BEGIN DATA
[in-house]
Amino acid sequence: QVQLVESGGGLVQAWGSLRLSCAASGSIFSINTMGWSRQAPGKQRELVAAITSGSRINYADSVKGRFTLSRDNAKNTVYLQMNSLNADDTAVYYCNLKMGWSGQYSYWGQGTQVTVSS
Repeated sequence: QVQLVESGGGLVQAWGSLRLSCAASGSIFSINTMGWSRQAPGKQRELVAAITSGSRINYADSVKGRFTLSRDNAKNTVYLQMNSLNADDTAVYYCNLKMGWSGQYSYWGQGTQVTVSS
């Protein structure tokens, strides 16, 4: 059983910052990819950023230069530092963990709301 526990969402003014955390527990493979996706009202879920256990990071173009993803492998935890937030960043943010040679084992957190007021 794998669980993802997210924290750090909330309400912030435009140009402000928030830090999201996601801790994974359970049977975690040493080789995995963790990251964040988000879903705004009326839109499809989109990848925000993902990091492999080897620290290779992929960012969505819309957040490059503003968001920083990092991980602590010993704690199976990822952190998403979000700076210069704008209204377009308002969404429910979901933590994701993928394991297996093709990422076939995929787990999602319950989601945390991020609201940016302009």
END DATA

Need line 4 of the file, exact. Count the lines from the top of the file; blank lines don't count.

């Protein structure tokens, strides 16, 4: 059983910052990819950023230069530092963990709301 526990969402003014955390527990493979996706009202879920256990990071173009993803492998935890937030960043943010040679084992957190007021 794998669980993802997210924290750090909330309400912030435009140009402000928030830090999201996601801790994974359970049977975690040493080789995995963790990251964040988000879903705004009326839109499809989109990848925000993902990091492999080897620290290779992929960012969505819309957040490059503003968001920083990092991980602590010993704690199976990822952190998403979000700076210069704008209204377009308002969404429910979901933590994701993928394991297996093709990422076939995929787990999602319950989601945390991020609201940016302009």